GRANDPARENT VISITATION RIGHTS IN NEW JERSEY
Analysis of the rights grandparent have in NJ and how to get started.
How are grandparent rights determined by the courtThere is a presumption that as a fit parent he or she can decide how to parent his or her child. That includes who the child interacts with on a regular basis. NJ case law tells us that in order to overcome the presumption the grandparent seeking visitation must show that the child would be emotionally harmed if visitation is denied. If the grandparent can show significant emotional harm to the child then the presumption is vaulted and the Court shall conduct an analysis of the Grandparent Visitation Statute 9:2-7.1.
This includes analysis of eight factors. Namely,
• The relationship between the child and the applicant;
• The relationship between each of the child's parents or the person with whom the child is residing and the applicant;
• The time which has elapsed since the child last had contact with the applicant;
• The effect that such visitation will have on the relationship between the child and the child's parents or the person with whom the child is residing;
• If the parents are divorced or separated, the time-sharing arrangement which exists between the parents with regard to the child;
• The good faith of the applicant in filing the application;
• Any history of physical, emotional or sexual abuse or neglect by the applicant; and
• Any other factor relevant to the best interests of the child.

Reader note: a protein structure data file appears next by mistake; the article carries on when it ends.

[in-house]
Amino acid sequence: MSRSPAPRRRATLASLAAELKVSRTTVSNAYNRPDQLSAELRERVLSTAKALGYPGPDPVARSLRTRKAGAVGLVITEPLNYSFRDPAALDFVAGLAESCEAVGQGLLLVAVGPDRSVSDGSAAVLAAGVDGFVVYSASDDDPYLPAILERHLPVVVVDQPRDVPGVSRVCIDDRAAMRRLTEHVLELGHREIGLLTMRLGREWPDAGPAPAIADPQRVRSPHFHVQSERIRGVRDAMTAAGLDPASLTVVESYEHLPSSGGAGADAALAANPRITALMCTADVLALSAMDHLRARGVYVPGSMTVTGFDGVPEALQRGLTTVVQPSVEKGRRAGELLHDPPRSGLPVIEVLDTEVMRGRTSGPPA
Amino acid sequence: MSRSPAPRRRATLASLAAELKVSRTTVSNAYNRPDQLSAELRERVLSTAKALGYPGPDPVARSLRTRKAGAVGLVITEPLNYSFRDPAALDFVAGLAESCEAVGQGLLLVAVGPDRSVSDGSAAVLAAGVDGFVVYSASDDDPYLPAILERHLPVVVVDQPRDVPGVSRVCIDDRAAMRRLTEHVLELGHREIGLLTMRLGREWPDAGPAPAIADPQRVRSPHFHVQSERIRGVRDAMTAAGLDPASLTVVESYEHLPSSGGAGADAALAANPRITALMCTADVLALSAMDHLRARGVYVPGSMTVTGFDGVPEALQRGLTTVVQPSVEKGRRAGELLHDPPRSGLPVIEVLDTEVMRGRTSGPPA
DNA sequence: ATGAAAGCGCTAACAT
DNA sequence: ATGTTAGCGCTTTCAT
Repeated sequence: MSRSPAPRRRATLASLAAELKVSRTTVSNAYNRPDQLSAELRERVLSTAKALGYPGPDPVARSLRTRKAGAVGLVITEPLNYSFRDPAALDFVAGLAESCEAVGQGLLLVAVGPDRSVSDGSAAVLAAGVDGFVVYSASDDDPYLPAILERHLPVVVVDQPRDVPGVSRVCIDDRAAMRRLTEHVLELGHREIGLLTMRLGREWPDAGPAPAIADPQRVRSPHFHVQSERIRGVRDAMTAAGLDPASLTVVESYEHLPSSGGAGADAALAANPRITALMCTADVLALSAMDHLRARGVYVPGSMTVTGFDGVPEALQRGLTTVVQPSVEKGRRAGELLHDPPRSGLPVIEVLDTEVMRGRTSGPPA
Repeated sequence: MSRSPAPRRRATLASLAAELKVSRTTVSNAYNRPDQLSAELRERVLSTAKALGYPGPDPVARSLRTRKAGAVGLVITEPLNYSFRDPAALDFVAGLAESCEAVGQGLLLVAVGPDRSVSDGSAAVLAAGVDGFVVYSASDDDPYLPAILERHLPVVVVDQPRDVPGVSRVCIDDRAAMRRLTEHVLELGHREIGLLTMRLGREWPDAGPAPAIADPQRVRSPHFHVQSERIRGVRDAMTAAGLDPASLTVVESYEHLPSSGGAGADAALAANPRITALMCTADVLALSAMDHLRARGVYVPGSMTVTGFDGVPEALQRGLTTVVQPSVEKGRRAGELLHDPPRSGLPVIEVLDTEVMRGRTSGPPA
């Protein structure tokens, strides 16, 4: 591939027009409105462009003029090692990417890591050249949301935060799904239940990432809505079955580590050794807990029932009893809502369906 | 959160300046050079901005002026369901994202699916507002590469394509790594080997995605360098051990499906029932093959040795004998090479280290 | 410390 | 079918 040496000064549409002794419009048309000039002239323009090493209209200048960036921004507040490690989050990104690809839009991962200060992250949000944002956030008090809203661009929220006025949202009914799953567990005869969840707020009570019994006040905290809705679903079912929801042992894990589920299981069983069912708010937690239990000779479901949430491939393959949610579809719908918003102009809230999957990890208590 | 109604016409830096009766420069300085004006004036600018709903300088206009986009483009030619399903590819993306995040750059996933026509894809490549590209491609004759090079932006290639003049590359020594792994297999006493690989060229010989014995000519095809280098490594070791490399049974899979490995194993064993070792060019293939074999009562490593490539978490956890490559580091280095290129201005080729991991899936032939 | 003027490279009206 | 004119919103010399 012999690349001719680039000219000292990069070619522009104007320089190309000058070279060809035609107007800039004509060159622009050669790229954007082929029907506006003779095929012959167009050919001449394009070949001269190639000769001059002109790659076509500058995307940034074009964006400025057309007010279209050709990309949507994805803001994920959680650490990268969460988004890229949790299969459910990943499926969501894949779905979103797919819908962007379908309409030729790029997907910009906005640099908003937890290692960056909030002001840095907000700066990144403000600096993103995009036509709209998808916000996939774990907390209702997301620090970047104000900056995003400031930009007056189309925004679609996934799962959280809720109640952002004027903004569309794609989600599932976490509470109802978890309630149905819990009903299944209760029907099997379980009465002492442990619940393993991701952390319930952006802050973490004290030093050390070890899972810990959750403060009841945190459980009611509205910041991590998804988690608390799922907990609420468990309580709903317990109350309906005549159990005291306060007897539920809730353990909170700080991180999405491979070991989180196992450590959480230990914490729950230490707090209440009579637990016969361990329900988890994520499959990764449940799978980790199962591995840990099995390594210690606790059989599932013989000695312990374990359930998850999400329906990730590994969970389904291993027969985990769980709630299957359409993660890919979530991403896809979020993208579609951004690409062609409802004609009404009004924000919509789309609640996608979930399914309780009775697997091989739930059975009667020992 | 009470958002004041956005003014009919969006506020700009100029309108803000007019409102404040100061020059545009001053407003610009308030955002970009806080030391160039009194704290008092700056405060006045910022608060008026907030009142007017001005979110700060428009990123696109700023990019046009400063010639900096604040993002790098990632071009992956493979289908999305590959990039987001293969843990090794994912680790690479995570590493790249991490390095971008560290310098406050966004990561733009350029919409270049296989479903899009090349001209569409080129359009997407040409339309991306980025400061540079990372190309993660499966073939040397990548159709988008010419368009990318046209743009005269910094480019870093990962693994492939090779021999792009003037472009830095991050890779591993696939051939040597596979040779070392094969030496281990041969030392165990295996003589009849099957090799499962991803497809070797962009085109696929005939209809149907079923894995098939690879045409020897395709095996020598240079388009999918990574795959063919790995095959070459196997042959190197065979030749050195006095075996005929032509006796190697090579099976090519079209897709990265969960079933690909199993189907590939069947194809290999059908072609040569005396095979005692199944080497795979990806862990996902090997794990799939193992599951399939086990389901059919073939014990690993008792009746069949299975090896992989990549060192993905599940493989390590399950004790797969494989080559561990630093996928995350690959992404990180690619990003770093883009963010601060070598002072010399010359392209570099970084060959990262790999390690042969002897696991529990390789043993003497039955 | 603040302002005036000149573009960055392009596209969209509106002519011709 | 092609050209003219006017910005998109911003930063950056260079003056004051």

what is the first stepA grandparent is required to file a complaint in the non-dissolution part of family court seeking visitation. He or she must present a prima facie showing of harm. This should include as many details as possible as it is fact specific. At a minimum the grandparents should set forth contact with and prior care for the child, why contact has changed and alleged nature of the claimed harm.
A court date is then fixed. If the court views the matter as complex it will be case managed and some discovery may be ordered. This may includes experts. This is to enable the grandparents to rebut the presumption of the parent and show significant emotional harm. Mediation may also be ordered as well.
If the court does not view the matter as complex, it may treat the case as a summary action. Meaning, if the grandparent cannot sustain his or her burden to make the required showing of harm the matter should be dismissed.
For complete analysis read the NJ Supreme Court case, Major v. Maguire, 224 NJ 1 (2016)